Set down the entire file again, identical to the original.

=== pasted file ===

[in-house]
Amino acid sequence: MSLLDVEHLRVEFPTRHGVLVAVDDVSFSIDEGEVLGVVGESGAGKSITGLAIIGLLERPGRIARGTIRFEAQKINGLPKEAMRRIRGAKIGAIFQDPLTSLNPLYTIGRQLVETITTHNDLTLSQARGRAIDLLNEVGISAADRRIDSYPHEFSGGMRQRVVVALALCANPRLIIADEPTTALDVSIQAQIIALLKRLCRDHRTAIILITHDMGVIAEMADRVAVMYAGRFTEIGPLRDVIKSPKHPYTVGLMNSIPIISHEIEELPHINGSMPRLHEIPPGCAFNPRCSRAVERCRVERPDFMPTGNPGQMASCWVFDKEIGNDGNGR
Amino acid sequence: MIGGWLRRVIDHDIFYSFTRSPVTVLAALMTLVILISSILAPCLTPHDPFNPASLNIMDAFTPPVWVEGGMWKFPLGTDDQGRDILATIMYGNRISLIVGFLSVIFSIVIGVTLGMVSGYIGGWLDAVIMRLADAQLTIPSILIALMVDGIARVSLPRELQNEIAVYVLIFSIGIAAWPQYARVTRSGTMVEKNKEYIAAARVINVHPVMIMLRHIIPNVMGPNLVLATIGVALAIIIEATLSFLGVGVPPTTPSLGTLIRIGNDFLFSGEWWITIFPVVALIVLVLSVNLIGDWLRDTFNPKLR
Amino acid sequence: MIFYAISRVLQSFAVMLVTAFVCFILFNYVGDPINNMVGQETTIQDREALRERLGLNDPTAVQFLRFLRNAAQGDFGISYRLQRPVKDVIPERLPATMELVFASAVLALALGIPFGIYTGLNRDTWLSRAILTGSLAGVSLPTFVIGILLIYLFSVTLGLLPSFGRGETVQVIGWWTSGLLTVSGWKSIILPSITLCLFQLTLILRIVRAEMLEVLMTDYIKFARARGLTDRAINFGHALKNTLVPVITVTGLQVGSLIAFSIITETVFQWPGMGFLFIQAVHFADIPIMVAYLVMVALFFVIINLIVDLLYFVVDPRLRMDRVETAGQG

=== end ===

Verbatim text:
[in-house]
Amino acid sequence: MSLLDVEHLRVEFPTRHGVLVAVDDVSFSIDEGEVLGVVGESGAGKSITGLAIIGLLERPGRIARGTIRFEAQKINGLPKEAMRRIRGAKIGAIFQDPLTSLNPLYTIGRQLVETITTHNDLTLSQARGRAIDLLNEVGISAADRRIDSYPHEFSGGMRQRVVVALALCANPRLIIADEPTTALDVSIQAQIIALLKRLCRDHRTAIILITHDMGVIAEMADRVAVMYAGRFTEIGPLRDVIKSPKHPYTVGLMNSIPIISHEIEELPHINGSMPRLHEIPPGCAFNPRCSRAVERCRVERPDFMPTGNPGQMASCWVFDKEIGNDGNGR
Amino acid sequence: MIGGWLRRVIDHDIFYSFTRSPVTVLAALMTLVILISSILAPCLTPHDPFNPASLNIMDAFTPPVWVEGGMWKFPLGTDDQGRDILATIMYGNRISLIVGFLSVIFSIVIGVTLGMVSGYIGGWLDAVIMRLADAQLTIPSILIALMVDGIARVSLPRELQNEIAVYVLIFSIGIAAWPQYARVTRSGTMVEKNKEYIAAARVINVHPVMIMLRHIIPNVMGPNLVLATIGVALAIIIEATLSFLGVGVPPTTPSLGTLIRIGNDFLFSGEWWITIFPVVALIVLVLSVNLIGDWLRDTFNPKLR
Amino acid sequence: MIFYAISRVLQSFAVMLVTAFVCFILFNYVGDPINNMVGQETTIQDREALRERLGLNDPTAVQFLRFLRNAAQGDFGISYRLQRPVKDVIPERLPATMELVFASAVLALALGIPFGIYTGLNRDTWLSRAILTGSLAGVSLPTFVIGILLIYLFSVTLGLLPSFGRGETVQVIGWWTSGLLTVSGWKSIILPSITLCLFQLTLILRIVRAEMLEVLMTDYIKFARARGLTDRAINFGHALKNTLVPVITVTGLQVGSLIAFSIITETVFQWPGMGFLFIQAVHFADIPIMVAYLVMVALFFVIINLIVDLLYFVVDPRLRMDRVETAGQG